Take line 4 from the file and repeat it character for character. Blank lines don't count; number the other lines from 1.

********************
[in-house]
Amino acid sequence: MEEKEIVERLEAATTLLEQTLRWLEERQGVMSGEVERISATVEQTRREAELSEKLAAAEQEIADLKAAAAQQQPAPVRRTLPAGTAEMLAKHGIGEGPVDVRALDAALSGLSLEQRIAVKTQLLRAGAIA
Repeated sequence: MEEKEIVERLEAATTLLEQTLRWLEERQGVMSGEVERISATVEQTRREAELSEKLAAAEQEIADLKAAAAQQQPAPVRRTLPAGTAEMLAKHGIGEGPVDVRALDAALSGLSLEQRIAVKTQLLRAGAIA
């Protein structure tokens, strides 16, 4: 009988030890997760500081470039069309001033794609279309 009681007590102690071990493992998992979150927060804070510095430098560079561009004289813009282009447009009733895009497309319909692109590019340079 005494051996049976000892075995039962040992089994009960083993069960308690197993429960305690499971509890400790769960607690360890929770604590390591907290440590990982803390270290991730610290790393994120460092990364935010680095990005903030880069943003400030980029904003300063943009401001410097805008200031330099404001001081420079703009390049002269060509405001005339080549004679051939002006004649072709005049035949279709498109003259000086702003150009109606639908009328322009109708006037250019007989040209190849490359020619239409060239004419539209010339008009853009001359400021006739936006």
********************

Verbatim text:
């Protein structure tokens, strides 16, 4: 009988030890997760500081470039069309001033794609279309 009681007590102690071990493992998992979150927060804070510095430098560079561009004289813009282009447009009733895009497309319909692109590019340079 005494051996049976000892075995039962040992089994009960083993069960308690197993429960305690499971509890400790769960607690360890929770604590390591907290440590990982803390270290991730610290790393994120460092990364935010680095990005903030880069943003400030980029904003300063943009401001410097805008200031330099404001001081420079703009390049002269060509405001005339080549004679051939002006004649072709005049035949279709498109003259000086702003150009109606639908009328322009109708006037250019007989040209190849490359020619239409060239004419539209010339008009853009001359400021006739936006």